REPowerEU does not address real challenges in the energy system

In response to the energy crises caused by Russia’s invasion of Ukraine, the European Commission has presented the REPowerEU Plan. It aims to reduce the EU’s dependence on Russian fossil fuels and to bring the EU closer to climate neutrality. This is to be done through energy savings, diversification of energy supplies, and an accelerated roll-out of renewable energy.

– We urge the Commission to reconsider the importance of sustainable bioenergy systems as an important climate solution. In the near term, bioenergy offers urgent solutions in transport fuels and reliable heat and power production. This should not be hindered by detailed and restrictive bioenergy rules in the Renewable Energy Directive. These restrictions are hampering the fulfilment of 2030 climate goals as well as those set in the REPowerEU, says Mårten Larsson, Head of Bioenergy Policy at Swedish Forest Industries.

Accelerating the roleout of renewables – but not bioenergy

The Commission wants to scale up and speed up renewable energy in power generation, industry, buildings and transport. It proposes to increase the 2030 target for renewables from 40 percent to 45 percent under the Fit for 55 package.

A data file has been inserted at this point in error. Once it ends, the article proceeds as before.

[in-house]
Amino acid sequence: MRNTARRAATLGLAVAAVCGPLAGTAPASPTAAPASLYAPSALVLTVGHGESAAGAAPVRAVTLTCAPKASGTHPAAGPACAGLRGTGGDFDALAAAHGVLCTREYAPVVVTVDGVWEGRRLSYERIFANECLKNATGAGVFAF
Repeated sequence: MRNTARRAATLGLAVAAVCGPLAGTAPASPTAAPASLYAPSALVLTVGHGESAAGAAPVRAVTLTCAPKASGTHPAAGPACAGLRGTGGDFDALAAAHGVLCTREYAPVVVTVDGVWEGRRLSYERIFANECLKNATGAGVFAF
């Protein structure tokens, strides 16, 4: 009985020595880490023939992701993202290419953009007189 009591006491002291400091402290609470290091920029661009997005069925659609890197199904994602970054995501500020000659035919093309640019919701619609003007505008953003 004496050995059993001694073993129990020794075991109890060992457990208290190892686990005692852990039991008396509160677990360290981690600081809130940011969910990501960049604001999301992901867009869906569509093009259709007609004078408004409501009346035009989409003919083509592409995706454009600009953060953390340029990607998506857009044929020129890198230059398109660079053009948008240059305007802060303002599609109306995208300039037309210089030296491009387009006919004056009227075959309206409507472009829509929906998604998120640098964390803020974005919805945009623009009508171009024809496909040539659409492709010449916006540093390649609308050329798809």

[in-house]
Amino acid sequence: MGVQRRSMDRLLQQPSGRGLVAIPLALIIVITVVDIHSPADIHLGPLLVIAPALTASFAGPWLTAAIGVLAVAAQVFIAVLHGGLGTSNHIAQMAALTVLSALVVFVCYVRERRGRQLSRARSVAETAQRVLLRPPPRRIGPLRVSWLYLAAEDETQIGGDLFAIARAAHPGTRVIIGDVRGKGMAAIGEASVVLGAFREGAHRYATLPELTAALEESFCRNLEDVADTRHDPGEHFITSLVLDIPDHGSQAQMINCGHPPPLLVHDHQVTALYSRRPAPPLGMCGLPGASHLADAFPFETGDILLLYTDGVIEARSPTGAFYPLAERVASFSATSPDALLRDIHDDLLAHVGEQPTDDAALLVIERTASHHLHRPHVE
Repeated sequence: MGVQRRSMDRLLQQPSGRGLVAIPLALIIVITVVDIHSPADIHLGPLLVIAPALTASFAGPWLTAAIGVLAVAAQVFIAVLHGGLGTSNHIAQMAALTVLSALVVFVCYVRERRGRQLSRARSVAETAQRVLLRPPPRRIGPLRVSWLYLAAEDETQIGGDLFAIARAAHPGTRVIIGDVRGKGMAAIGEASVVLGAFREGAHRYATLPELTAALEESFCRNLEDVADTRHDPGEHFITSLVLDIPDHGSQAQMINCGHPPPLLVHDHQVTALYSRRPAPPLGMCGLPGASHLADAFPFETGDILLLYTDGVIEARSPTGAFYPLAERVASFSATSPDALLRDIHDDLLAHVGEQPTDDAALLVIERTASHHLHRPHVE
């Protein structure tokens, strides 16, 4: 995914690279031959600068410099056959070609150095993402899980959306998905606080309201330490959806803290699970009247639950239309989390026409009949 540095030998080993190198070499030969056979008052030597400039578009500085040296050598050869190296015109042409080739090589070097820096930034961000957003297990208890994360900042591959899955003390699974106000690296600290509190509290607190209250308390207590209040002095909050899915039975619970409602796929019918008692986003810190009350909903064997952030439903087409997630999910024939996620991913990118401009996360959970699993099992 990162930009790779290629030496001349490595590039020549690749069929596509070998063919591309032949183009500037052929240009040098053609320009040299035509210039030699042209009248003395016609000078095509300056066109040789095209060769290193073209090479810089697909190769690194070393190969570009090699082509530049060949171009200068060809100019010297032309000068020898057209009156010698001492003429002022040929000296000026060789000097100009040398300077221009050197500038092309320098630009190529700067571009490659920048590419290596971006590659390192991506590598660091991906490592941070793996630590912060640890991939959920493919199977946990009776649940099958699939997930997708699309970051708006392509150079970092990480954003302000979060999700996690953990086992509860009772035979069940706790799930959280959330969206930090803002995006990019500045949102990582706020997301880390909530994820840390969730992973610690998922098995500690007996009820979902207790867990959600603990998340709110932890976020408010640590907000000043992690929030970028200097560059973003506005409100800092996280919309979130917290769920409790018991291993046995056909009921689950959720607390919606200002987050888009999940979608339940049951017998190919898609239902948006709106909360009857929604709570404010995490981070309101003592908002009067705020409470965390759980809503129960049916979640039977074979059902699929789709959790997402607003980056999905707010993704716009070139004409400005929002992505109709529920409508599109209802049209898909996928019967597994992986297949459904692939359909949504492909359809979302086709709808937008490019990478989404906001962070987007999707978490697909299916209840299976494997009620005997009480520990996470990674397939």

– Increased ambitions in hydrogen, solar, heat pumps and energy efficiency are welcome and necessary, but a broader range of solutions is needed. All renewable energy sources play an important role and complement each other. An addition of solar power will likely not alone cover the large electricity demand arising from hydrogen production and heat pumps – two components which the Commission highlights as central. We need to analyze the impact of the Commission’s proposals on the whole energy system, before pledging massive investments in specific types of renewable energy, says Johan Bruce, Energy Director at Swedish Forest Industries.  

By replacing fossil fuels in industrial processes, the Commission hopes to reduce carbon emissions as well as strengthen industrial competitiveness. Energy savings and hydrogen are emphasized as crucial.

– In many industries, energy savings are necessary for competitiveness and not an untapped potential. Hydrogen is one solution, but not for the whole industry and not in the near term. Bioenergy, for which there is a large sustainable production potential, could fill many of the gaps in the strategy, such as large-scale reliable heating and decarbonization of the transport sector. Yet bioenergy is mentioned briefly and without any actions, concludes Mårten Larsson.